AP vs Dual Enrollment Courses – Which Are Better?

Anh-Thu Nguyen, Writer

When choosing classes, you might consider enrolling in a more rigorous class, such as an Advanced Placement (AP) or other courses that give college credits (dual enrollment courses). These courses are advertised to be faster pace, more challenging, larger workloads than other courses. Then why would a student choose to take a course that is more difficult if it is not required? And what is the difference between APs and dual enrollment classes?

There are many benefits to taking these high-level courses.

APs and dual enrollment classes look great on college applications.

Many people can take honors classes, so by taking one of these rigorous courses you stand out, especially if you do well in them. Colleges prefer to see you challenge yourself. Getting a B or B+ in an AP or college course is more acceptable than getting the same grade in an honors or regents class. These classes are supposed to be difficult; colleges are aware of this. 

Receive college credit

The main reason students take AP or college-level courses is to get some form of college credit, whether that is paying for the credits directly or taking an AP exam to receive credits. 

GPA boost

When you enter your senior year, class rankings are important. By taking dual enrollment classes or APs, you can boost your GPA. Each honors level class at Monroe-Woodbury High School adds 1.03 points to your overall grade in that class. Each AP or College Credit/Advanced Placement adds 1.05 points to your overall grade in that course. 

There are various benefits to taking APs or dual enrollment classes, but which one is better? 

That depends on many different factors. Both allow you to earn college credits in different ways.

College credit through Advanced Placement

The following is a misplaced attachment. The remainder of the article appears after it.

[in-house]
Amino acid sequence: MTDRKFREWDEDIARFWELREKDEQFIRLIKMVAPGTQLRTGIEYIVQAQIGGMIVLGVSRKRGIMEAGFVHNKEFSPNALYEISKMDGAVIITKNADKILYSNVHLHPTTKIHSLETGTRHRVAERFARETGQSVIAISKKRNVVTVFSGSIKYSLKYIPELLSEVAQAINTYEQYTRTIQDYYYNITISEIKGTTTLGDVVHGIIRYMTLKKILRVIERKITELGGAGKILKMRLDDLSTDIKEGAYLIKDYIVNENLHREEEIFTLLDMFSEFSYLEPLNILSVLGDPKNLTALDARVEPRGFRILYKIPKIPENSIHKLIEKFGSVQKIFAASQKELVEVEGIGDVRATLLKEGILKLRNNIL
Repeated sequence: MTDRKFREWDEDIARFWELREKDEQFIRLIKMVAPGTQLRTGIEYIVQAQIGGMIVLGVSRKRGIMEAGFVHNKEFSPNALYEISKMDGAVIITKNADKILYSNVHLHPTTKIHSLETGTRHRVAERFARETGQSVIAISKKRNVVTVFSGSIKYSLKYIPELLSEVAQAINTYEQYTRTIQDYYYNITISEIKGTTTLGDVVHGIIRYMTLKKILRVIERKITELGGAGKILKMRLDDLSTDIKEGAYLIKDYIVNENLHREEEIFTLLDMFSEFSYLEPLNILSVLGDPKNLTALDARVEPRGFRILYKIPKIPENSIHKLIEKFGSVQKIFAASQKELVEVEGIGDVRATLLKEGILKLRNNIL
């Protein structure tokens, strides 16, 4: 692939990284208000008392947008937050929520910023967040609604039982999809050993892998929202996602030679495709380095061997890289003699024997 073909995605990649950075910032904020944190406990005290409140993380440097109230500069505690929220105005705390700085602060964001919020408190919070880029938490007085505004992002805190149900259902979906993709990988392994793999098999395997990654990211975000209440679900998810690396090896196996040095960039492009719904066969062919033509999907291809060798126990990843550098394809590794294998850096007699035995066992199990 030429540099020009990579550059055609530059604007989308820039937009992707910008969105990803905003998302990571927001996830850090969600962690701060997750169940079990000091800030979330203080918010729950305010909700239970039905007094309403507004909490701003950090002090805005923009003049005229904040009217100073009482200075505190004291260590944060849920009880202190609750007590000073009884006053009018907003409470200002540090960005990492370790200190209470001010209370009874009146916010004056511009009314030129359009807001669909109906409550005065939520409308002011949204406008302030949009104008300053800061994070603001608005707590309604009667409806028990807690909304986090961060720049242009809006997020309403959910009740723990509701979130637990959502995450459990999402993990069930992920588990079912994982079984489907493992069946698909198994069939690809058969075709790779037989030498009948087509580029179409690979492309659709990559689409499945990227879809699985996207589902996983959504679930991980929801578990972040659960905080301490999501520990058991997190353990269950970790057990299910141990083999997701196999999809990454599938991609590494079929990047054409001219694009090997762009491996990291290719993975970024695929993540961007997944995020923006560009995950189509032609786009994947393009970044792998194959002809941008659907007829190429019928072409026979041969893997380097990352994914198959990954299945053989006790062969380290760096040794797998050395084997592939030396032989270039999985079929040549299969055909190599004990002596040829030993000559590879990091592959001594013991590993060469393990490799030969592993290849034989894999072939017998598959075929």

To earn college credits through an AP course, you must take an AP exam. The AP exam is generally around 3 hours long and often consists of a set of multiple choice questions and a free-response section. Some AP tests, such as AP English Language and Composition, require you to write multiple essays for one test. 

The only way to earn college credit is to pass the AP exam, a score of 3 or higher. Typically the higher the score, the greater the chance of colleges accepting the credit. A 5 is the highest you can score on an AP exam. 

Many students choose to pursue AP credit as it is more widely accepted by colleges across the country. 

If you decide to take the AP exam it is important to study and recognize the trends in the test questions because the chance of you acquiring college credit is based solely on this one test day. 

College credit through dual enrollment

To earn college credit through dual enrollment students must register by themselves through the school that is offering it. Most of these are SUNY schools, such as University at Albany’s University in the High School program (UHS). As long as you pay the price of the course and do well, you earn college credit.